Author: Victoria Aveyard | Publisher: Harper Collins
Mare Barrow’s blood is red, the color of common folk, but her Silver ability — the power to control lightning — has turned her into a weapon that the Silver court will do anything to destroy.
With no one left to trust, Mare sets out to find and recruit other Red-and-Silver fighters to join the uprising. But Mare is treading a deadly path. Will she shatter under the weight of rebellion? Or have treachery and betrayal hardened her forever?
“No one is born evil, just like no one is born alone. They become that way, through choice and circumstance.”
Review (spoilers ahead):
Glass Sword picks up exactly where Red Queen left off — with Mare escaping to go out and find “newbloods” in order to bring down Maven.
One of the most significant remarks that can be made about Glass Sword is on the book’s splitting — although the first half of the book is good, it’s not as significant as the second half of this book.
We’re also seeing a darker, more political aspect to the division between the Silvers and Reds — including severe shifts in where power is held and moved. Glass Sword manages to accurately and powerfully portray this deep divide in society and then manages to make the characters reactions and actions follow suit, creating an intense storyline from beginning to end.
I was also definitely on team Mare this book. Looking back through what she faced when she was paraded around as a Silver and recognizing that this mentality is clashing with her Red mentality is quite saddening. Mare is a young girl who is conflicted by who she is and who she was shaped to become, and that dissonance becomes much more apparent as the book progresses.
“If I am a sword, I am a sword made of glass, and I feel myself beginning to shatter.”
Mare also happens to be a character with a remarkable feeling of realness to who she is — throughout the book, we’re faced with her struggle between being the leader of a giant movement and making choices for herself.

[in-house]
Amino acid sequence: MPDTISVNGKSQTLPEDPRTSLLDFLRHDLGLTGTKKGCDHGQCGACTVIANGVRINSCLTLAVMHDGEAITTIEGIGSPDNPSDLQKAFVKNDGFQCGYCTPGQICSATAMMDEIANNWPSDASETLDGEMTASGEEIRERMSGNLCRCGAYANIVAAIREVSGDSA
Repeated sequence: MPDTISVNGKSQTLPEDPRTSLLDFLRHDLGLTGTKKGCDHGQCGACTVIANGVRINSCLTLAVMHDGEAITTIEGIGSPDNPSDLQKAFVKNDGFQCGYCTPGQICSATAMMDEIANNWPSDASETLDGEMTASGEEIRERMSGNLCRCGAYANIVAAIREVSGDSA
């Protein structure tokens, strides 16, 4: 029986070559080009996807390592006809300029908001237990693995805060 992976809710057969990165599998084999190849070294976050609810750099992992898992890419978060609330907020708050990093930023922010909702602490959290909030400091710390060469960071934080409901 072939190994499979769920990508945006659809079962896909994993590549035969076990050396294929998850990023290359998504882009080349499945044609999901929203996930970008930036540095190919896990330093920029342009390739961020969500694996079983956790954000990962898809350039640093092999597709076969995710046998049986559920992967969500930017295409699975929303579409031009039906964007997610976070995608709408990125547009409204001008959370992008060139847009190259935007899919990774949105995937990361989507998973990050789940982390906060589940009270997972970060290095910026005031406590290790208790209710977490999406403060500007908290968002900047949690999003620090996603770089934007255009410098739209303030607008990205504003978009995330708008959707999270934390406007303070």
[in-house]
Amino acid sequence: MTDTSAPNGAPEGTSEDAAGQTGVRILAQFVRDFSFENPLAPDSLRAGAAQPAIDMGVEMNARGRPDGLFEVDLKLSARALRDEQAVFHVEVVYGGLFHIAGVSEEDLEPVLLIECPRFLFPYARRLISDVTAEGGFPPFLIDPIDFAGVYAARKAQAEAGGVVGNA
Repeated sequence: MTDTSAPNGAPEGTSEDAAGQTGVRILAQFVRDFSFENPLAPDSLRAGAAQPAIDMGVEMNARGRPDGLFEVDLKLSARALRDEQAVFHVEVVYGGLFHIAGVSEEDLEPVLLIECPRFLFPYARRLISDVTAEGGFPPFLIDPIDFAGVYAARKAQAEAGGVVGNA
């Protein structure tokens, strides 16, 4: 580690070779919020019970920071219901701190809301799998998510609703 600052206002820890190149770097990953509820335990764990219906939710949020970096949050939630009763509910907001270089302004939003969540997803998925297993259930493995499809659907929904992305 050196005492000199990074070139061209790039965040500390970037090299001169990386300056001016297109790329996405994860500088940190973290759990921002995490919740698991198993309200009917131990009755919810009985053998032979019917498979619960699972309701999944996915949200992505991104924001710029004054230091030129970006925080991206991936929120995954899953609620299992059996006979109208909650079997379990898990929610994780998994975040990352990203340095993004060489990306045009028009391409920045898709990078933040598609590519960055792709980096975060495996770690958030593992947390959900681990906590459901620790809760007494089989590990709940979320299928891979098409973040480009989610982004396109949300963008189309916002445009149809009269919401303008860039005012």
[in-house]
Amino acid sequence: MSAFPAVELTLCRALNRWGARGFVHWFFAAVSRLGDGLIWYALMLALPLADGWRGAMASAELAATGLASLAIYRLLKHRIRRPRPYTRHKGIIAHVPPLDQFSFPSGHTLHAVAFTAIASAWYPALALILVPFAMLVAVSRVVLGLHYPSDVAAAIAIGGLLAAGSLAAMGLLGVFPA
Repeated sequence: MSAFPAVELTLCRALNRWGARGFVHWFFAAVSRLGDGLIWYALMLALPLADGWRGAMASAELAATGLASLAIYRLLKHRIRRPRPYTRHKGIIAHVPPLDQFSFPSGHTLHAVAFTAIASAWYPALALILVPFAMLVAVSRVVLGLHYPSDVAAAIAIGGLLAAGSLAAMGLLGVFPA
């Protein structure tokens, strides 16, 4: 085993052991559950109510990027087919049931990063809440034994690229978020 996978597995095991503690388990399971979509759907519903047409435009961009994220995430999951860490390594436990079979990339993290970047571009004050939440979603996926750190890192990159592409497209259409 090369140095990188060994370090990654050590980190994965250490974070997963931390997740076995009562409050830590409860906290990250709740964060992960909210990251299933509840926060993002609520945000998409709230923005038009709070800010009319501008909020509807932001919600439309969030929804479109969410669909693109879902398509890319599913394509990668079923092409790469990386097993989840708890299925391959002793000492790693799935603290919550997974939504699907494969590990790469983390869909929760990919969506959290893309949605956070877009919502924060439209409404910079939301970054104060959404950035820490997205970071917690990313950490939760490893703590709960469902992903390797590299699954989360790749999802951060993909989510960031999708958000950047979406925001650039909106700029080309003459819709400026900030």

Cal is also a character worth noting this time around. Although he was somewhat of a side character in Red Queen, he comes back as a major character. He is definitely shown in a different light here — he is no longer this pompous, perfect prince. Aveyard begins to show him as a troubled, confused guy who just happens to have an insanely evil brother.
Several other characters, including Kilorn and Farley, became characters with much more focus. They became characters you become incredibly attached to — they are fundamental to the cause and they become fundamental to you.
The end of this book is incredible — undoubtedly so. The twists — all of them — are AMAZING. Some of the twists this book included had me teary-eyed and heartbroken. Others left me feeling proud. And one left me scrambling for the third book of this series. I could not believe Aveyard’s wonderful storytelling, but I sure am anticipating the books that are left.
Love it? Hate It?
Make sure to let me know what you thought of Glass Sword. And make sure to stick around for my review of the third installment of this series, King’s Cage.
All thoughts are my own, but I’d love to hear what you have to say about this book. Tweet us @Fuzzable or comment down below.